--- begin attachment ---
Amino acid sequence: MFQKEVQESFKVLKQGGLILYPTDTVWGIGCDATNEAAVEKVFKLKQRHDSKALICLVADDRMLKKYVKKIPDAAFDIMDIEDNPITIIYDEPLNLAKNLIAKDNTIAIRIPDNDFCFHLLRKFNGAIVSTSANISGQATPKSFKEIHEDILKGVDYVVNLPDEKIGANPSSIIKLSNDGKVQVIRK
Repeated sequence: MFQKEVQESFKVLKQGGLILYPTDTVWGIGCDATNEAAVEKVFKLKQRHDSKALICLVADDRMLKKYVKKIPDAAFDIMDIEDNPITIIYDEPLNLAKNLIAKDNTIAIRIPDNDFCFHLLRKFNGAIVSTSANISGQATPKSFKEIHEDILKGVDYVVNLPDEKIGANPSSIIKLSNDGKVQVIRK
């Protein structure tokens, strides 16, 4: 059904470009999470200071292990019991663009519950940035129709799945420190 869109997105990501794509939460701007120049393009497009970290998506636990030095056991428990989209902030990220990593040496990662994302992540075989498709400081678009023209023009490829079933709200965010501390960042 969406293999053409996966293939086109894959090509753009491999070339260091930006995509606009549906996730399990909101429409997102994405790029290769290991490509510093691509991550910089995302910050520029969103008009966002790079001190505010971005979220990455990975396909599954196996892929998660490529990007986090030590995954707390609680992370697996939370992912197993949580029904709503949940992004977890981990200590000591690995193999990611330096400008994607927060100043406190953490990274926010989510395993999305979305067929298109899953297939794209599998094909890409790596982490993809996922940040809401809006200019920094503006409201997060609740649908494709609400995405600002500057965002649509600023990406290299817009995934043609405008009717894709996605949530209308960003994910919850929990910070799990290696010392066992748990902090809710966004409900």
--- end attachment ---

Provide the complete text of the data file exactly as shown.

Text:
Amino acid sequence: MFQKEVQESFKVLKQGGLILYPTDTVWGIGCDATNEAAVEKVFKLKQRHDSKALICLVADDRMLKKYVKKIPDAAFDIMDIEDNPITIIYDEPLNLAKNLIAKDNTIAIRIPDNDFCFHLLRKFNGAIVSTSANISGQATPKSFKEIHEDILKGVDYVVNLPDEKIGANPSSIIKLSNDGKVQVIRK
Repeated sequence: MFQKEVQESFKVLKQGGLILYPTDTVWGIGCDATNEAAVEKVFKLKQRHDSKALICLVADDRMLKKYVKKIPDAAFDIMDIEDNPITIIYDEPLNLAKNLIAKDNTIAIRIPDNDFCFHLLRKFNGAIVSTSANISGQATPKSFKEIHEDILKGVDYVVNLPDEKIGANPSSIIKLSNDGKVQVIRK
């Protein structure tokens, strides 16, 4: 059904470009999470200071292990019991663009519950940035129709799945420190 869109997105990501794509939460701007120049393009497009970290998506636990030095056991428990989209902030990220990593040496990662994302992540075989498709400081678009023209023009490829079933709200965010501390960042 969406293999053409996966293939086109894959090509753009491999070339260091930006995509606009549906996730399990909101429409997102994405790029290769290991490509510093691509991550910089995302910050520029969103008009966002790079001190505010971005979220990455990975396909599954196996892929998660490529990007986090030590995954707390609680992370697996939370992912197993949580029904709503949940992004977890981990200590000591690995193999990611330096400008994607927060100043406190953490990274926010989510395993999305979305067929298109899953297939794209599998094909890409790596982490993809996922940040809401809006200019920094503006409201997060609740649908494709609400995405600002500057965002649509600023990406290299817009995934043609405008009717894709996605949530209308960003994910919850929990910070799990290696010392066992748990902090809710966004409900």